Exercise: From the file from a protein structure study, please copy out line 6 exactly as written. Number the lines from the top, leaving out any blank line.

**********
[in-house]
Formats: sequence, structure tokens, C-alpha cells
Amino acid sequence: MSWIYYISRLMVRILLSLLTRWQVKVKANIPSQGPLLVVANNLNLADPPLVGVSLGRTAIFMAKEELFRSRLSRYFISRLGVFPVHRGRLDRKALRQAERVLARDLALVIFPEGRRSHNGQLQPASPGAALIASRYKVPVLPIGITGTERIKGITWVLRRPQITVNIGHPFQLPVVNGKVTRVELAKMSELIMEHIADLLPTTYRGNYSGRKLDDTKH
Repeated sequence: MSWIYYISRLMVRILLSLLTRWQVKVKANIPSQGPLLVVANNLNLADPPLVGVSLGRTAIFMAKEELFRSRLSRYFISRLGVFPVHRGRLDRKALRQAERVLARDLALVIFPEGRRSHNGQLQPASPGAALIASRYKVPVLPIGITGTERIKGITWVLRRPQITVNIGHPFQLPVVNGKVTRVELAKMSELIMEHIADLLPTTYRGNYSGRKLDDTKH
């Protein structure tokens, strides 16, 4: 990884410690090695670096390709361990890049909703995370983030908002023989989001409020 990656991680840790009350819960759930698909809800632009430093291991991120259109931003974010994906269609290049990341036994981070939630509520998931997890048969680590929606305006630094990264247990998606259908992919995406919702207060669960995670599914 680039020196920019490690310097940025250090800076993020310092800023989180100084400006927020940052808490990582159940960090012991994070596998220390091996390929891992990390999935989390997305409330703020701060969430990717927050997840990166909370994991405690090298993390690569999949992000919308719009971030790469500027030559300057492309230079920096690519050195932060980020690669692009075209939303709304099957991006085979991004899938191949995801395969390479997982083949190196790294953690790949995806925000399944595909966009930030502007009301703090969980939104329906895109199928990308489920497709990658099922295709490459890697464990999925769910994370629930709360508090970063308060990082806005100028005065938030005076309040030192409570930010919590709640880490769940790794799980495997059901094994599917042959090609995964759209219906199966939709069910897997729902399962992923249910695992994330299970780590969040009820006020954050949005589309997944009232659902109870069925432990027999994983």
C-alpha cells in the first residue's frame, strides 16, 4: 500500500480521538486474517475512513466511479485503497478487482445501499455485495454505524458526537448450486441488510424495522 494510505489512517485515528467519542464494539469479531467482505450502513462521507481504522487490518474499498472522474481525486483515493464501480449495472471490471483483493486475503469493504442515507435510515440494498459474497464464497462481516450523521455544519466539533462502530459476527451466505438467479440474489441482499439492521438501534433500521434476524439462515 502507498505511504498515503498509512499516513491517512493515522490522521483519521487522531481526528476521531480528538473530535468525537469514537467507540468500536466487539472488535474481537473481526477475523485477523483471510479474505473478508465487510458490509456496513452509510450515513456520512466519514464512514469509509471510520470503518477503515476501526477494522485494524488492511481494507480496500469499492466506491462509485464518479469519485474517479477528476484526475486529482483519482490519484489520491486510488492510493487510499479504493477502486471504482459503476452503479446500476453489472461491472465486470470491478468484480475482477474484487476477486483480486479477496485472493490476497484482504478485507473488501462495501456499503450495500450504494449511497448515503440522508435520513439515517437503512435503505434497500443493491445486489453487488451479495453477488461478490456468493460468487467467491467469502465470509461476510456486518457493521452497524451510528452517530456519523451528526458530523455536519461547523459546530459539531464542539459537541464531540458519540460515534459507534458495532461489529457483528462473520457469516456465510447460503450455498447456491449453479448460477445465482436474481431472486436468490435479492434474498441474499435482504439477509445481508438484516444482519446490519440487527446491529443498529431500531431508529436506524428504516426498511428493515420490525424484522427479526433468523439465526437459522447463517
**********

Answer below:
C-alpha cells in the first residue's frame, strides 16, 4: 500500500480521538486474517475512513466511479485503497478487482445501499455485495454505524458526537448450486441488510424495522 494510505489512517485515528467519542464494539469479531467482505450502513462521507481504522487490518474499498472522474481525486483515493464501480449495472471490471483483493486475503469493504442515507435510515440494498459474497464464497462481516450523521455544519466539533462502530459476527451466505438467479440474489441482499439492521438501534433500521434476524439462515 502507498505511504498515503498509512499516513491517512493515522490522521483519521487522531481526528476521531480528538473530535468525537469514537467507540468500536466487539472488535474481537473481526477475523485477523483471510479474505473478508465487510458490509456496513452509510450515513456520512466519514464512514469509509471510520470503518477503515476501526477494522485494524488492511481494507480496500469499492466506491462509485464518479469519485474517479477528476484526475486529482483519482490519484489520491486510488492510493487510499479504493477502486471504482459503476452503479446500476453489472461491472465486470470491478468484480475482477474484487476477486483480486479477496485472493490476497484482504478485507473488501462495501456499503450495500450504494449511497448515503440522508435520513439515517437503512435503505434497500443493491445486489453487488451479495453477488461478490456468493460468487467467491467469502465470509461476510456486518457493521452497524451510528452517530456519523451528526458530523455536519461547523459546530459539531464542539459537541464531540458519540460515534459507534458495532461489529457483528462473520457469516456465510447460503450455498447456491449453479448460477445465482436474481431472486436468490435479492434474498441474499435482504439477509445481508438484516444482519446490519440487527446491529443498529431500531431508529436506524428504516426498511428493515420490525424484522427479526433468523439465526437459522447463517